Description Usage Arguments Details Value Author(s) References Examples

Solve the linear sum assignment problem using the Hungarian method.

1 | ```
solve_LSAP(x, maximum = FALSE)
``` |

`x` |
a matrix with nonnegative entries and at least as many columns as rows. |

`maximum` |
a logical indicating whether to minimize of maximize the sum of assigned costs. |

If *nr* and *nc* are the numbers of rows and columns of
`x`

, `solve_LSAP`

finds an optimal *assignment* of rows
to columns, i.e., a one-to-one map `p`

of the numbers from 1 to
*nr* to the numbers from 1 to *nc* (a permutation of these
numbers in case `x`

is a square matrix) such that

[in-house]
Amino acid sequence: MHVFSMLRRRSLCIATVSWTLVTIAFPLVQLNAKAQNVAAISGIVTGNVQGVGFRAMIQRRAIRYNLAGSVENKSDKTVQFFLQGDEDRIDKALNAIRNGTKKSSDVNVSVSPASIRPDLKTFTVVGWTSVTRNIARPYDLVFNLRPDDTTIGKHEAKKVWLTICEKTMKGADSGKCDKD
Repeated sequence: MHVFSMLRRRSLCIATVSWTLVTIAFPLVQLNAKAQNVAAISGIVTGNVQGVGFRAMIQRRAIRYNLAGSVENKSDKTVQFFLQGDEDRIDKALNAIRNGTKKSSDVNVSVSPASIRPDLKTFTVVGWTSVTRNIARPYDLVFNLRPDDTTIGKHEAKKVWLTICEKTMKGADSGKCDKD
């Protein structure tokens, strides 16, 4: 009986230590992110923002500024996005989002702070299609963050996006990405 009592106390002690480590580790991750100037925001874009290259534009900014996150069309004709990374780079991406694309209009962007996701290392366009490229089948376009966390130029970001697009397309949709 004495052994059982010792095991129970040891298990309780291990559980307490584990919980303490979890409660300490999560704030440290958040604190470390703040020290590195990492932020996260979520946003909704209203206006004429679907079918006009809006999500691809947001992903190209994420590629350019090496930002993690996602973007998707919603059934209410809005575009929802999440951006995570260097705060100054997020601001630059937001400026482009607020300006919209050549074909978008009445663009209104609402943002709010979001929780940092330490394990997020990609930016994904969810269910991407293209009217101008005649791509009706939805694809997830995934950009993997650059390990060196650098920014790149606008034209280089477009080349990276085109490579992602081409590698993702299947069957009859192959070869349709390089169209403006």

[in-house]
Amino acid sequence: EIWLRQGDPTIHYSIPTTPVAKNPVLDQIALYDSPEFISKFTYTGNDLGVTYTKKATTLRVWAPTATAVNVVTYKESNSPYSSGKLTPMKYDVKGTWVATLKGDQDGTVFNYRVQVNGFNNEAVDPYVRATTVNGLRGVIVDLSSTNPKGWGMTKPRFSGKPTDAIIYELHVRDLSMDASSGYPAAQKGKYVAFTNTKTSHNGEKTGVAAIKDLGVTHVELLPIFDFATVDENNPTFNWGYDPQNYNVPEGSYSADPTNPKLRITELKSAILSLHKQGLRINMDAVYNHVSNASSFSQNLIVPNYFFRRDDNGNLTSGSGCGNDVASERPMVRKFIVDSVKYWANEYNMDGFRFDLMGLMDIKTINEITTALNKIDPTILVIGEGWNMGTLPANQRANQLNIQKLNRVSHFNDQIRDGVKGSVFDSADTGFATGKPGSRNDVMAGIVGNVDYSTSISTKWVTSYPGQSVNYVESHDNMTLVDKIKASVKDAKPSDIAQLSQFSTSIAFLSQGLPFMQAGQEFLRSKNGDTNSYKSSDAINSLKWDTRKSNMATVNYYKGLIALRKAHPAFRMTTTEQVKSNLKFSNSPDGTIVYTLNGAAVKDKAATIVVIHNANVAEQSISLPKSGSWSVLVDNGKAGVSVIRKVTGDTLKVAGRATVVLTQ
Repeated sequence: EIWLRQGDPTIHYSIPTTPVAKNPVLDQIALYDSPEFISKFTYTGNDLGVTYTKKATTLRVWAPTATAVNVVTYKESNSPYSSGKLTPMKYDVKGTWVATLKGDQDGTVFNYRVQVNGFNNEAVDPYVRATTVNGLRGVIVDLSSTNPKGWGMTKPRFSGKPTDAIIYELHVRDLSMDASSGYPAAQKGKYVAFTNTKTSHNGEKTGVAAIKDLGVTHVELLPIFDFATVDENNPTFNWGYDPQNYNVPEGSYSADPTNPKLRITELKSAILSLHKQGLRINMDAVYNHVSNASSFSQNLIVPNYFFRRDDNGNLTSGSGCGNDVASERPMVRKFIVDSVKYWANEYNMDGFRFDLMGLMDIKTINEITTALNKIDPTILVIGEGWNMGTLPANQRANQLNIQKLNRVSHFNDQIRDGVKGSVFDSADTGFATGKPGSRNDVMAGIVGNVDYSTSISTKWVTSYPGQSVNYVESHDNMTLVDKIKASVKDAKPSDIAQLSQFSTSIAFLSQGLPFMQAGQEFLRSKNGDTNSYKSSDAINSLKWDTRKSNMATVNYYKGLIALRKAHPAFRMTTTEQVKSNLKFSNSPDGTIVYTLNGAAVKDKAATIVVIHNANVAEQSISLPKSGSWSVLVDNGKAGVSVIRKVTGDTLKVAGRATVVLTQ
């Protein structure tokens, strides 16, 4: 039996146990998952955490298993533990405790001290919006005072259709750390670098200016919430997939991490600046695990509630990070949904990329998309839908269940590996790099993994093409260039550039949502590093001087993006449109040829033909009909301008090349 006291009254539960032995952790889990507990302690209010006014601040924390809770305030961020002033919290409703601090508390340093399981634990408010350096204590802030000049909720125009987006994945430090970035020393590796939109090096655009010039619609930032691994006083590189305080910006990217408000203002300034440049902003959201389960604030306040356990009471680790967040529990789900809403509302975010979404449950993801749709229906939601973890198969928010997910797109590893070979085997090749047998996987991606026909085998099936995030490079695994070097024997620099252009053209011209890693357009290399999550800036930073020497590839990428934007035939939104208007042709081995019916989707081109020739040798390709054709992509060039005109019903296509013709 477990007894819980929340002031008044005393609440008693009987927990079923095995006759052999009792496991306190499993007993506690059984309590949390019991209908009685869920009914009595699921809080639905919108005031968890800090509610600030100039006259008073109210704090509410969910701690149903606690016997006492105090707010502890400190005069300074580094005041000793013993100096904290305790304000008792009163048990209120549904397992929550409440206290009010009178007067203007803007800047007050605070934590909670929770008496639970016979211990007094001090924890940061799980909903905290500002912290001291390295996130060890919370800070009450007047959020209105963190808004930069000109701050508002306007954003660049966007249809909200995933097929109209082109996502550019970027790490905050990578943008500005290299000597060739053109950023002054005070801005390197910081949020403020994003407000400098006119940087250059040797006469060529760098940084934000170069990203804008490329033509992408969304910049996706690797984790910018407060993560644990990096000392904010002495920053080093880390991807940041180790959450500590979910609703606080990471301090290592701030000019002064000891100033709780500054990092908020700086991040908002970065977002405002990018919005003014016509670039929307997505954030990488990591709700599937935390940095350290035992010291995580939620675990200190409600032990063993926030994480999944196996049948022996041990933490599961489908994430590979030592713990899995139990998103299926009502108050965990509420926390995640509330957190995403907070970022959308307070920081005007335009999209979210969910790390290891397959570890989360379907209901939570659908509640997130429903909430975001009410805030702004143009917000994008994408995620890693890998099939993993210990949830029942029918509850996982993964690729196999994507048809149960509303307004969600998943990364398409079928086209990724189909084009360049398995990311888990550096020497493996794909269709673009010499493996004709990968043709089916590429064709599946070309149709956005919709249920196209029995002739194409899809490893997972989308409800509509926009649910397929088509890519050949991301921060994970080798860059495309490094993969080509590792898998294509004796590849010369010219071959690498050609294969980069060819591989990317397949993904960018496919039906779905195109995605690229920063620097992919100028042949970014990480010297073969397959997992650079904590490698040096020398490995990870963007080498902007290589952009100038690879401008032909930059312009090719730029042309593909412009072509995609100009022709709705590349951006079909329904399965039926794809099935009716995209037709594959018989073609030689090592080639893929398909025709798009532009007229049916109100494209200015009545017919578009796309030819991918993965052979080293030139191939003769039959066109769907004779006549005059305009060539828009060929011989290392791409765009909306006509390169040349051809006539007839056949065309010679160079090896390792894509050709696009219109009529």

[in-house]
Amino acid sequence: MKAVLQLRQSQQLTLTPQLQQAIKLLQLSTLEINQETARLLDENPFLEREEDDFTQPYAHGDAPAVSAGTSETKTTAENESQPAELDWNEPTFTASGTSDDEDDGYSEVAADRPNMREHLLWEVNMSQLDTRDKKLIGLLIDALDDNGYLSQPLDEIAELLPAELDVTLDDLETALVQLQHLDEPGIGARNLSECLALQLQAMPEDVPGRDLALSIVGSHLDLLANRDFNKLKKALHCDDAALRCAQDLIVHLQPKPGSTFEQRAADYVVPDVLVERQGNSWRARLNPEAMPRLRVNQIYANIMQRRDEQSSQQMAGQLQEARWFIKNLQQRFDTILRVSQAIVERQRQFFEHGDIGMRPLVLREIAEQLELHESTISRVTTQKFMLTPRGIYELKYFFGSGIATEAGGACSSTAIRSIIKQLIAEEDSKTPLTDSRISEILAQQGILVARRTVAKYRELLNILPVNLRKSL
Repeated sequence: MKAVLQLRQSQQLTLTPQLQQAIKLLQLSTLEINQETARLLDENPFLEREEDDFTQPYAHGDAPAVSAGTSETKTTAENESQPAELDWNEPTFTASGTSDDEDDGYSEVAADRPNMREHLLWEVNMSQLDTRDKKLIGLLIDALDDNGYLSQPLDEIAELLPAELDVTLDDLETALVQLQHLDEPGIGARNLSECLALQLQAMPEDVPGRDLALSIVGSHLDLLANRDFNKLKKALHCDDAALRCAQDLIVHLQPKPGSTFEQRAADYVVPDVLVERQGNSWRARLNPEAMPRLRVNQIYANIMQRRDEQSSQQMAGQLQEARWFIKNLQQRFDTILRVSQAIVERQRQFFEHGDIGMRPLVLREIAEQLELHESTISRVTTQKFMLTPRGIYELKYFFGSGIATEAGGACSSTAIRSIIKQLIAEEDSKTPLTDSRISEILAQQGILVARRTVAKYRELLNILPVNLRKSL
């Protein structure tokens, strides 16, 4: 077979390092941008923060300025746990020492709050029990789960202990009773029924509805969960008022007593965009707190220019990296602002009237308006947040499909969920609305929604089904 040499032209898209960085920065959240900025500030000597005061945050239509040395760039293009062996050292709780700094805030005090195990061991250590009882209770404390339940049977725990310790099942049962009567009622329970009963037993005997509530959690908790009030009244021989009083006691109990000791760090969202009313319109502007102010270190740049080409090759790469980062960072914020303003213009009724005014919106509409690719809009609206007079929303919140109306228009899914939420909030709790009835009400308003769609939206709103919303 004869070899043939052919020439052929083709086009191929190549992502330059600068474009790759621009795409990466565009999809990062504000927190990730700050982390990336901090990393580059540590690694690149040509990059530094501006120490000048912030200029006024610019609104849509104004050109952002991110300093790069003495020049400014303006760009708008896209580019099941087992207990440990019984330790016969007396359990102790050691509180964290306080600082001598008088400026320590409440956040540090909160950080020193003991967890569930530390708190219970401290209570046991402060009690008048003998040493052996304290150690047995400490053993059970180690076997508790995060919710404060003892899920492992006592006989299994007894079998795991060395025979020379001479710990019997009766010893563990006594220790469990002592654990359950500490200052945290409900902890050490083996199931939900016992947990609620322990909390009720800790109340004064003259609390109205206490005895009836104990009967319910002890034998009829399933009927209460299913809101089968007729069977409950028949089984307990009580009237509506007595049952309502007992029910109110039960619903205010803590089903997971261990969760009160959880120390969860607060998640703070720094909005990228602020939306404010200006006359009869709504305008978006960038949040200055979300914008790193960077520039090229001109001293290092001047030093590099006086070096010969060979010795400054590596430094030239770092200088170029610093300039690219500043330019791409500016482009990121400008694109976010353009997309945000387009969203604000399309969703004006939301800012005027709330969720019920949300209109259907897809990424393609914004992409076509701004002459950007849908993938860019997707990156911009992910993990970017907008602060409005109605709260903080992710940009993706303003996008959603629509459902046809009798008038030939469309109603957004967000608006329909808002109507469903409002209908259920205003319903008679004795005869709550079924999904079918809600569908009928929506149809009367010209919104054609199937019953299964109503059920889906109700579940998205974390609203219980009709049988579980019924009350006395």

*∑_{i=1}^{nr} x[i, p[i]]* is minimized or maximized.

This assignment can be found using a linear program (and package
lpSolve provides a function `lp.assign`

for doing so), but
typically more efficiently and provably in polynomial time
*O(n^3)* using primal-dual methods such as the so-called Hungarian
method (see the references).

An object of class `"solve_LSAP"`

with the optimal assignment of
rows to columns.

Walter Böhm Walter.Boehm@wu-wien.ac.at kindly provided C code implementing the Hungarian method.

C. Papadimitriou and K. Steiglitz (1982),
*Combinatorial Optimization: Algorithms and Complexity*.
Englewood Cliffs: Prentice Hall.

1 2 3 4 5 6 | ```
x <- matrix(c(5, 1, 4, 3, 5, 2, 2, 4, 4), nrow = 3)
solve_LSAP(x)
solve_LSAP(x, maximum = TRUE)
## To get the optimal value (for now):
y <- solve_LSAP(x)
sum(x[cbind(seq_along(y), y)])
``` |

```
Optimal assignment:
1 => 3, 2 => 1, 3 => 2
Optimal assignment:
1 => 1, 2 => 2, 3 => 3
[1] 5
```

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